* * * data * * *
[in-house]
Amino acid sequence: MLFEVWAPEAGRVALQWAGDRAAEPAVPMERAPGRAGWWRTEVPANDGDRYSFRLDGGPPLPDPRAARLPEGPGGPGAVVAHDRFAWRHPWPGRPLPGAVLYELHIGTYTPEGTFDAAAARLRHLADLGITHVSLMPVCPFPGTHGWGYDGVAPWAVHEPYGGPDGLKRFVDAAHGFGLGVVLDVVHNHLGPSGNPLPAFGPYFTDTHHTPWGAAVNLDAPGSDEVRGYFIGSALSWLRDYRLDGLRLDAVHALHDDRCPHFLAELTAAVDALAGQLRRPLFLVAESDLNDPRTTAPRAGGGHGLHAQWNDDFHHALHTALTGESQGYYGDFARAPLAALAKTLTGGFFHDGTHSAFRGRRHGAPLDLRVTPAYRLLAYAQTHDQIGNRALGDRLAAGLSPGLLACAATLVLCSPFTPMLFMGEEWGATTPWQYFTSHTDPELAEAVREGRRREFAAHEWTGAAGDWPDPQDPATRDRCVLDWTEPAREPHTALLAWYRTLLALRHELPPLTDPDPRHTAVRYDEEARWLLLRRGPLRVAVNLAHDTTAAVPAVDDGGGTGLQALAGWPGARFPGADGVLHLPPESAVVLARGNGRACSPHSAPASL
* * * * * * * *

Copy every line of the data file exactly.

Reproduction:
[in-house]
Amino acid sequence: MLFEVWAPEAGRVALQWAGDRAAEPAVPMERAPGRAGWWRTEVPANDGDRYSFRLDGGPPLPDPRAARLPEGPGGPGAVVAHDRFAWRHPWPGRPLPGAVLYELHIGTYTPEGTFDAAAARLRHLADLGITHVSLMPVCPFPGTHGWGYDGVAPWAVHEPYGGPDGLKRFVDAAHGFGLGVVLDVVHNHLGPSGNPLPAFGPYFTDTHHTPWGAAVNLDAPGSDEVRGYFIGSALSWLRDYRLDGLRLDAVHALHDDRCPHFLAELTAAVDALAGQLRRPLFLVAESDLNDPRTTAPRAGGGHGLHAQWNDDFHHALHTALTGESQGYYGDFARAPLAALAKTLTGGFFHDGTHSAFRGRRHGAPLDLRVTPAYRLLAYAQTHDQIGNRALGDRLAAGLSPGLLACAATLVLCSPFTPMLFMGEEWGATTPWQYFTSHTDPELAEAVREGRRREFAAHEWTGAAGDWPDPQDPATRDRCVLDWTEPAREPHTALLAWYRTLLALRHELPPLTDPDPRHTAVRYDEEARWLLLRRGPLRVAVNLAHDTTAAVPAVDDGGGTGLQALAGWPGARFPGADGVLHLPPESAVVLARGNGRACSPHSAPASL